A classic style premium network series about mortality and who we are.
What They Say:
Dressed all in white with scythe in hand, she is one of the spirits entrusted with guiding the souls of the no longer living to the other side. But unlike other shinigami who approach their grim duty with detachment or even malevolence, Momo chooses to open her heart to those about to cross over. Nor are solace and sympathy the only gifts she offers. If the need is great enough, she may allow a last visit, a message to loved ones, or even a chance to make amends. But how far can even the most well-meaning shinigami bend the rules of life and death before she, herself, is called to task?
Momo and her flying cat Daniel may soon learn the answer as they find themselves continually becoming involved in the world of the living, even as they attempt to deal with the not always willing souls in the process of departing it.
Contains episodes 1-6.
The audio presentation for this release steps up a bit as we get the original Japanese language in stereo as well as a new English language dub, both of which are encoded at 224kbps. The show is one that is primarily dialogue driven without hardly anything that would qualify as action, so it has to do well in this regard. But it is a show that does the dialogue decently as it goes for more straightforward and basic approach, not exactly flat but a bit restrained, which makes the more emotional aspects stand out all the more. The mix is also well balanced with the music and incidental sound effects that gives it a bit more life without standing out in a huge way, allowing it to come across more naturally. Dialogue is clean and clear throughout and we didn’t have any problems with dropouts or distortions during regular playback.
Originally airing in 2006, the transfer for this six episode TV series is presented in its original aspect ratio of 1.78:1 and is enhanced for anamorphic playback. The show is on a single disc here and has a good look to it as animated by Group TAC. There’s a real world style applied here with some fairly muted colors overall and it comes across well with the various school structures and outdoor locations that hit up familiar places. Colors are good looking and solid and the more vibrant areas that come into play, such as Momo’s design itself, stand out in contrast nicely. There’s little in the way of issues here outside of some minor line noise in a few scenes and a touch of noise in a few of the darker colored backgrounds, but it’s a minimal complaint against an otherwise good looking release.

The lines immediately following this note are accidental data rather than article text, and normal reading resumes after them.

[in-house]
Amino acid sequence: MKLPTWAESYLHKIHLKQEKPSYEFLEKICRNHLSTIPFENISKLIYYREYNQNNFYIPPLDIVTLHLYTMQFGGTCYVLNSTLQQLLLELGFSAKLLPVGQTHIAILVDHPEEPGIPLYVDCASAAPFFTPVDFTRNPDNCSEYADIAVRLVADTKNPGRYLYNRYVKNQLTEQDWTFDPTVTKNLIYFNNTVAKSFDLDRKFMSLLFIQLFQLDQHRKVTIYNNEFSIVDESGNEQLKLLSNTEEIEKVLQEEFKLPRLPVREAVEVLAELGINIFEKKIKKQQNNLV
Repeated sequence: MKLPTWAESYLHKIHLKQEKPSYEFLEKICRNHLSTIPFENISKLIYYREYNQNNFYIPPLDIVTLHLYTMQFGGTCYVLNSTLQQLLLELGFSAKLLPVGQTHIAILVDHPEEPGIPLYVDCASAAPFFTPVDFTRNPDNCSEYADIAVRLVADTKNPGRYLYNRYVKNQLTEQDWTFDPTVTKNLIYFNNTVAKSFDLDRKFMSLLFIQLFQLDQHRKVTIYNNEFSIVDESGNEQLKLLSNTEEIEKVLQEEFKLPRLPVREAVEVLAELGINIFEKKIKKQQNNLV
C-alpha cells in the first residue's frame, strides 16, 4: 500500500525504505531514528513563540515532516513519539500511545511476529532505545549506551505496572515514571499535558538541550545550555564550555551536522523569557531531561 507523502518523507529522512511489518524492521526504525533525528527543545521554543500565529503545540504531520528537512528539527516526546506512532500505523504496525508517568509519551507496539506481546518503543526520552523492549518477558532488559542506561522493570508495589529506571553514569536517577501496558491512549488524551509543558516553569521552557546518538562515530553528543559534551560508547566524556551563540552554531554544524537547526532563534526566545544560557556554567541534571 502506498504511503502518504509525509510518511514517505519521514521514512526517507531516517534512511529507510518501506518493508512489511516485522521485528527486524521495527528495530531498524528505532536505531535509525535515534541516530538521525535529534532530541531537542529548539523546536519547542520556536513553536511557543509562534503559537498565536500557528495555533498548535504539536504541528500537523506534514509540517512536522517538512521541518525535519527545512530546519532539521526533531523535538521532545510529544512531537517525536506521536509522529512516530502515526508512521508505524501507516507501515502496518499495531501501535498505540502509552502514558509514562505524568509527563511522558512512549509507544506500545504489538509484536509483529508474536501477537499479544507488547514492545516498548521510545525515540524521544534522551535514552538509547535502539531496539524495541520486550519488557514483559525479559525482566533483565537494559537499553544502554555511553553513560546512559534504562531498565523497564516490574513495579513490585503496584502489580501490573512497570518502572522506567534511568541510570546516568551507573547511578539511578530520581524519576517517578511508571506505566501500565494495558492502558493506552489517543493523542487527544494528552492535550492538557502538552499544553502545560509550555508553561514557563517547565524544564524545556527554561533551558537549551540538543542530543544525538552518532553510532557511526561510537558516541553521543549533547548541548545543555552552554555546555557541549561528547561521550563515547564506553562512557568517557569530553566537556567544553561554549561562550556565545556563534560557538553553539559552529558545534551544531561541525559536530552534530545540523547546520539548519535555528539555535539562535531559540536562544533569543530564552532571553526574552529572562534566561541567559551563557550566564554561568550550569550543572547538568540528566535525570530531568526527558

The packaging for this release is a bit simple but works well to show something a bit different from the norm. The single sized keepcase cover art has a look at the main characters of the series from several of the stories but it’s done against a white background with very minimal and muted designs to it when it comes to the colors, giving it a softer feel but one with a kind of somber nature to it. The logo along the top is nicely done as it has the scythe through part of it and it uses both the titles for the show. The back cover is a little more traditional as we get a thin kind of background image with Momo and Daniel from behind looking out over the city as the snow falls. There’s an array of shots from the show and some nice little taglines above the fairly detailed summary of the premise. The discs extras are labeled clearly and the bottom has the usual but well done array of production credits and the technical grid. No show related inserts are included nor is there a reversible cover.
The menu design avoids reusing the artwork from the front or back cover as it gives us a look at Momo with a bit of a smile to her face. It uses the same kind of soft white background as it fills the top two thirds of the static menu screen and because it has her learning in from the left side, it has a kind of off feeling to it. The navigation along the bottom is fairly standard as we get the black and pink strip that has the individual episode selection and the language and extras submenus below that. These load quickly and easily and the layout works smoothly, though it just has a kind of a weird feeling about it overall.
The extras for this release are varied yet similar as we get the clean opening and closing sequences, the extended previews from its original run and a series of trailer, promos and commercials that even includes the website commercial. They’re all short and to the point.
Content: (please note that content portions of a review may contain spoilers)